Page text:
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AMERICAN BOOK COMPANY v. YESHIVA UNIVERSITY DEVELOPMENT FOUNDATION (02/11/69)

SUPREME COURT OF NEW YORK, TRIAL TERM, NEW YORK COUNTY 1969.NY.40405 <http://www.versuslaw.com>; 297 N.Y.S.2d 156; 59 Misc. 2d 31 February 11, 1969 AMERICAN BOOK COMPANY, PLAINTIFF,v.YESHIVA UNIVERSITY DEVELOPMENT FOUNDATION, INC., DEFENDANT Greenbaum, Wolff & Ernst (Julia Perles of counsel), for plaintiff. Edward J. McCullen, Sidney Schutz and Martin H. Bockstein for defendant. Edward J. Greenfield, J. Author: Greenfield


Edward J. Greenfield, J.

Author: Greenfield

 This action, by a tenant in an office building for a declaratory judgment and an injunction to compel the landlord to give its consent to a proposed sublease, raises interesting questions as to the factors to be considered in determining whether withholding of consent to subletting is unreasonable.

Plaintiff American Book Company is the occupant of three floors and part of the basement space in an office building at 55 Fifth Avenue, in the City of New York. It occupies the premises under written leases entered into with 55 Associates, a limited partnership which then owned the building, running from October 1, 1961 to December 31, 1975. Pursuant to the terms of that lease the demised premises were to be used for executive and general offices, and for stockroom and storage. The lease was the standard Real Estate Board form, which provided: "Tenant * * * shall not assign, mortgage or encumber this agreement, nor underlet, or suffer or permit the demised premises or any part thereof to be used by others, without the written consent of the Landlord in each instance."

A typewritten rider to the lease provides: "Wherever in this agreement the Tenant is required to secure the consent of the Landlord, such consent shall not be unreasonably withheld."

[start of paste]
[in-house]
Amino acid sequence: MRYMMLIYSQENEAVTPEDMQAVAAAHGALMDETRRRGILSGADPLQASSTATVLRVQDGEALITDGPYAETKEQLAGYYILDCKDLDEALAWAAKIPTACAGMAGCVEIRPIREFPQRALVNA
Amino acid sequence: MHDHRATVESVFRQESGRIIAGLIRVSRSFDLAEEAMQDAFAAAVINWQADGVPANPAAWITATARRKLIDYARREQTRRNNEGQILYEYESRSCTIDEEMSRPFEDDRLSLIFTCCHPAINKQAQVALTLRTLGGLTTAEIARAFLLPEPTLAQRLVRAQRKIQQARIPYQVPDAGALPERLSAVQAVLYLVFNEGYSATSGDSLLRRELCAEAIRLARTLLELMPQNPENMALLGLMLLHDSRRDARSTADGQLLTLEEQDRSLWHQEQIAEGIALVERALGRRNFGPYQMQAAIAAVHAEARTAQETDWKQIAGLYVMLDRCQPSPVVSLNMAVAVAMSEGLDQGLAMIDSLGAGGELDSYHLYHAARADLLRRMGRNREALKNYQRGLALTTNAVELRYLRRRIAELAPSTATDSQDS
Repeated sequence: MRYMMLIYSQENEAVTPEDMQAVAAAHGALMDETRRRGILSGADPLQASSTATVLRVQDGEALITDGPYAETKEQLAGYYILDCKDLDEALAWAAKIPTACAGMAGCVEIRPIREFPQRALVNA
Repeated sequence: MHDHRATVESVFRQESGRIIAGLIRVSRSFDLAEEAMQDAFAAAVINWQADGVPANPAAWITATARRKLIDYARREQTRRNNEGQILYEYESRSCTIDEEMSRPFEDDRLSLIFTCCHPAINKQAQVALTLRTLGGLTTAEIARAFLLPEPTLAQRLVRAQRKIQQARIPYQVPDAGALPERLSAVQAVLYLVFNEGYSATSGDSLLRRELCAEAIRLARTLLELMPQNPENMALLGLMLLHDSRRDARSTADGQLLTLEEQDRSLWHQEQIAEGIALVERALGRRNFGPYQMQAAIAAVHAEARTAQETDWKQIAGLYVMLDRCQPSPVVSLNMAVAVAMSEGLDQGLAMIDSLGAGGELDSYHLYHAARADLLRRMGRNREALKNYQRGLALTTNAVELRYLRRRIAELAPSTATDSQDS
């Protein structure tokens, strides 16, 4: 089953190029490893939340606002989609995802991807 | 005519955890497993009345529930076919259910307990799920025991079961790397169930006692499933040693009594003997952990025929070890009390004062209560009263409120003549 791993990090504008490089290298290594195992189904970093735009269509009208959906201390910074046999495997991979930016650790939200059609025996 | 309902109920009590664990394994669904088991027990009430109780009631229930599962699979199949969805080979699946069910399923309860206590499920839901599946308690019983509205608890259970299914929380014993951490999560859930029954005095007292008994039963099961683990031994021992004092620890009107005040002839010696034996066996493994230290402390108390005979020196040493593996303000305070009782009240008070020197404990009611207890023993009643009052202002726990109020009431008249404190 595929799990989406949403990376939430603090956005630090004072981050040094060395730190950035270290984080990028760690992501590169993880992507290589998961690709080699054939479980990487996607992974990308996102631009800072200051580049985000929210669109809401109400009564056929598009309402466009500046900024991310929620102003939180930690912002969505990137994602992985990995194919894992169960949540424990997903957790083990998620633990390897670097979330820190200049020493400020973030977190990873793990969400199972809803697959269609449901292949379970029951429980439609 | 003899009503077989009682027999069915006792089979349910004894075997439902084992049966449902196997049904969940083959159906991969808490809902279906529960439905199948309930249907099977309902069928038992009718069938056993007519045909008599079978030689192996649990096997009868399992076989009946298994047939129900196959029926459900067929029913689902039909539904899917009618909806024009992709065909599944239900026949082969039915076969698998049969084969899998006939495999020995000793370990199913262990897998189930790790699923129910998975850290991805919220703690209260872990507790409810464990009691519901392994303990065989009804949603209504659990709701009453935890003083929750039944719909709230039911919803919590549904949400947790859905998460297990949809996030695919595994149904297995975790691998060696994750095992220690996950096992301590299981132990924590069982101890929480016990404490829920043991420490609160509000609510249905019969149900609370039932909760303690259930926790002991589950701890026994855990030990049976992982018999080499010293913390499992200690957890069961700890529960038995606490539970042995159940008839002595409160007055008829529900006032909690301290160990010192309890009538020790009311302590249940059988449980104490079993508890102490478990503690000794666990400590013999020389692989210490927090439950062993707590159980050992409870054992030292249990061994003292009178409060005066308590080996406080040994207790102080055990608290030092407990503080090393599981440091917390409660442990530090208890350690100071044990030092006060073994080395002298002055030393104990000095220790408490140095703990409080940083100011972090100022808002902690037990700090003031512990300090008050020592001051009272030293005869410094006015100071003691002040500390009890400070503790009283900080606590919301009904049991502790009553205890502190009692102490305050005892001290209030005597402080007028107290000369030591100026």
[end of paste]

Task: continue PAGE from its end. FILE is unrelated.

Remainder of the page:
During 1968 Litton Industries, Inc., plaintiff's parent company and the owner of all its stock decided to consolidate plaintiff's operations with two other book publishing companies it owned. Inquiry revealed that there was no additional available space at 55 Fifth Avenue. Thereupon plaintiff took steps to vacate its space, and sublet it to someone alse. In September, 1968 plaintiff notified the managing agent of the building that it proposed to sublet al its space to Planned Parenthood-World Population, and requested the landlord's written consent.

Since the inception of the lease, the ownership of the building had changed hands, from 55 Associates to Franchard Corporation, and then in 1965 to defendant Yeshiva University Development Foundation, Inc. On November 7, 1968, two months after the request for consent to sublet had been made, plaintiff was notified that consent would not be forthcoming. The letter stated: "Please be informed that the landlord cannot consent to such subletting and considers the activities of the proposed subtenant to be inconsistent with the present use of the premises and with the educational activities of the University."

American Book Company and Planned Parenthood Federation of America, Inc. had formalized the proposed sublease on October 17, 1968, commencing March 1, 1969 and running for the balance of the term. It was contingent however upon finally obtaining the approval of the landlord by February 15, 1969.